Tuesday, May 24, 2005


AQ: "Pray For Brother Zarqawi"

Telegraph - Al-Qa'eda's wing in Iraq is reported to have put out a statement yesterday claiming that Abu Musab al-Zarqawi, the most wanted terrorist in the country, has been wounded, and calling on Muslims to pray for his recovery.

Some US officials privately said the statement seemed more credible than previous reports of his injury or death that have proved unfounded.

One official said he considered it likely that Zarqawi was ill rather than wounded. "Some intelligence that we have has shown he is ill, maybe even seriously ill," he said.

It is the first time that Zarqawi's network itself has made such a claim. "Nation of Islam, brothers in unity, pray for the healing of our Sheikh Abu Musab al-Zarqawi from an injury he suffered in the path of God," the statement read.

The authenticity of the statement could not be verified, although it was posted on a website known for carrying al-Qa'eda communiqu├ęs. It did not say how seriously Zarqawi was wounded.

If the claim is accurate, it would tally with reports from US military authorities that he was wounded or taken ill late last month.

American and Iraqi forces reportedly raided Ramadi hospital after receiving a tip-off that Zarqawi was inside. Soldiers searched every room and were said to have crawled down air conditioning ducts, but failed to find him.

His lieutenants later claimed in a written statement that Zarqawi had been in the hospital during the raid.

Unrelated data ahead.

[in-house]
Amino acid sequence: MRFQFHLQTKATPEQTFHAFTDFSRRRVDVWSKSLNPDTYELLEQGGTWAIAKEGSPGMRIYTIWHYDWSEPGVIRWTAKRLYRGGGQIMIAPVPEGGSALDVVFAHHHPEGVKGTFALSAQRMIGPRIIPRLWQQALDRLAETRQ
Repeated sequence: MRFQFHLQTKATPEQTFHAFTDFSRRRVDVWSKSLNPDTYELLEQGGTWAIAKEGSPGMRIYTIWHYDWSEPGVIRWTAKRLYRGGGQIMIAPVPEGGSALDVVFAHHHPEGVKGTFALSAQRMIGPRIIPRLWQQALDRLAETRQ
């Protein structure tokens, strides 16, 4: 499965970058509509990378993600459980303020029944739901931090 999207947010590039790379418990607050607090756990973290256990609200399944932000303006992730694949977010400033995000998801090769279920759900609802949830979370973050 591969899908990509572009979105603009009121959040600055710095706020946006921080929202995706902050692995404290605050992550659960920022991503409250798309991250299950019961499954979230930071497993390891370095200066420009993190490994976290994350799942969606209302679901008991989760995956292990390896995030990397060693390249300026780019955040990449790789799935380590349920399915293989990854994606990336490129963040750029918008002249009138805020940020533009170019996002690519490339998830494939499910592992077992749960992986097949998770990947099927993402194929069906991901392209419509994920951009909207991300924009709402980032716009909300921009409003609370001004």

The brother of the murdered British hostage Ken Bigley last night welcomed reports that the chief suspect has been wounded.

Paul Bigley said Zarqawi, who is rumoured to have beheaded Mr Bigley himself last October, was an "evil man" who should be brought before a court

US forces allegedly found medical information on Zarqawi's laptop, seized in February when the insurgent leader narrowly escaped capture. His car was reportedly pulled over at a checkpoint outside Ramadi, but Zarqawi was said to have escaped on foot, leaving behind his computer, recent photographs of himself and an address book. Some have questioned the credibility of the US claims.

Washington has offered a £13 million reward for information leading to the killing or capture of Zarqawi, the same bounty placed on Osama bin Laden's head.

If yesterday's statement is true, officials said it would be likely that Zarqawi was seriously wounded or ill, and perhaps even dead.

While that would deal a psychological blow to the insurgency, it would be unlikely to make much difference to its intensity. His purported period of incapacitation has coincided with one of the most serious escalations in the insurgency for the past two years.